To ascertain whether the inhibitory effect of BA1 on yolk proteolysis was mediated by an alteration of the functional properties of CatL and/or CatB, the enzyme activities of these proteases, as well as the activation of the corresponding proenzymes, were determined at ∼24 h after MIS-induced oocyte maturation in vitro in the presence or absence of 100 nM BA1 (Fig. 7). As reported earlier (29), CatL enzyme activity in MIS-treated oocytes decreased markedly (P < 0.05) as maturation progressed, whereas in control, ethanol-treated follicles its activity remained approximately constant during the same culture period (Fig. 7A). The presence of BA1 did not have a significant effect on CatL activity, although in control follicles exposed to BA1 the activity was slightly lower than in those not treated with BA1. In contrast, the enzyme activity of CatB in both control and MIS-treated follicles increased after 24 h, although this increase was significantly higher (P < 0.05) in follicles undergoing GVBD (Fig. 7B). In both cases, treatment with BA1 significantly (P < 0.01) inhibited CatB activity.
The effect of BA1 on the activation of CatL and CatB proenzymes was then investigated by immunoprecipitation followed by immunoblotting (Fig. 7, insets). Detergent extracts from follicles undergoing MIS-induced oocyte maturation in vitro, with or without 100 nM BA1, were immunoprecipitated with CatL and CatB antibodies and subsequently analyzed for the presence of CatL and CatB peptides by Western blot. Immunoprecipitated proteins from ovarian follicle extracts revealed two specific polypeptides reacting with CatL antibodies of approximately 35 and 24 kDa molecular mass, corresponding to CatL proenzyme and CatL enzyme, respectively (Fig. 7A, inset). The ratio of CatL proenzyme and enzyme remained similar between control and MIS-treated follicles over culture, regardless of BA1 treatment (Fig. 7A, inset, lanes 1-5), thus indicating that the reduction of CatL enzyme activity in maturing oocytes previously observed was not caused by a reduction of the amount of CatL enzyme.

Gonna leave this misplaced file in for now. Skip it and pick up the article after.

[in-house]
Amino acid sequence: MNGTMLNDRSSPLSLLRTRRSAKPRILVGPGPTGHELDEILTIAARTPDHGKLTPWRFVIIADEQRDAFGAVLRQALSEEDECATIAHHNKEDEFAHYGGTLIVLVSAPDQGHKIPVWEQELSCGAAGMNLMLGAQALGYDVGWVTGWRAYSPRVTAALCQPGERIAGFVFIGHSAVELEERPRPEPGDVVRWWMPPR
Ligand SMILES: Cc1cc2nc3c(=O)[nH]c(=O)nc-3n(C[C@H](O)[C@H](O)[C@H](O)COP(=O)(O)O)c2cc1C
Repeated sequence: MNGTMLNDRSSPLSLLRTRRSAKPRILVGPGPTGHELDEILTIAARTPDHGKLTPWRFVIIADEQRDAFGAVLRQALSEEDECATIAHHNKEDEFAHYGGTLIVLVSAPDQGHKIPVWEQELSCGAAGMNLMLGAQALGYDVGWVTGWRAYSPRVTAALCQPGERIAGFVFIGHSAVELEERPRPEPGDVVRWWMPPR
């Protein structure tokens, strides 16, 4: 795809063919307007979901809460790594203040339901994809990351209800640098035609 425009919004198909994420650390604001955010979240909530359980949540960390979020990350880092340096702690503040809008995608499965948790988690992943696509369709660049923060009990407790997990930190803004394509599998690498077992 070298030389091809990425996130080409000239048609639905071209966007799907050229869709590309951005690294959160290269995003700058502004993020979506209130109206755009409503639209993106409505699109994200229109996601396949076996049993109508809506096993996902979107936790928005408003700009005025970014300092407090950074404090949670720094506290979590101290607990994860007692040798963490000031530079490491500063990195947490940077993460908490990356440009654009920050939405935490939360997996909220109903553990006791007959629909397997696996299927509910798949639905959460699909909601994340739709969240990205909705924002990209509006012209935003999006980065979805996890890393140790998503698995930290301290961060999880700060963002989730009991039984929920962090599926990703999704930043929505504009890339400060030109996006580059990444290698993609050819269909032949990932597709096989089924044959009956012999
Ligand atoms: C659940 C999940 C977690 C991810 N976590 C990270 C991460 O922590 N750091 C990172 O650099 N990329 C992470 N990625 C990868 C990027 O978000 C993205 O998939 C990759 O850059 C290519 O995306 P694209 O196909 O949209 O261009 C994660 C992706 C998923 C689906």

Follicle proteins immunoprecipitated with anti-CatB antibodies also revealed two CatB-related polypeptides of approximately 36 and 27 kDa molecular mass, corresponding to the proenzyme and enzyme, respectively. In this case, an increase in the relative amount of CatB enzyme with respect to the proenzyme was detected in control follicles after 24 h of culture (Fig. 7B, inset, lanes 1 and 2), which agreed with the elevated activity of the enzyme in these follicles. Such activation of the CatB proenzyme in control follicles was not affected by BA1 (Fig. 7B, inset, lane 3), although the enzyme activity of CatB was significantly reduced (Fig. 7B). Follicles treated with the MIS showed a higher increase of the relative amount of CatB enzyme (Fig. 7B, inset, lane 4), in accordance with the higher activity of the enzyme, and this steroid-induced activation of the proenzyme was apparently impaired by BA1 (Fig. 7B, inset, lane 5).
Relationship between yolk proteolysis and oocyte hydration.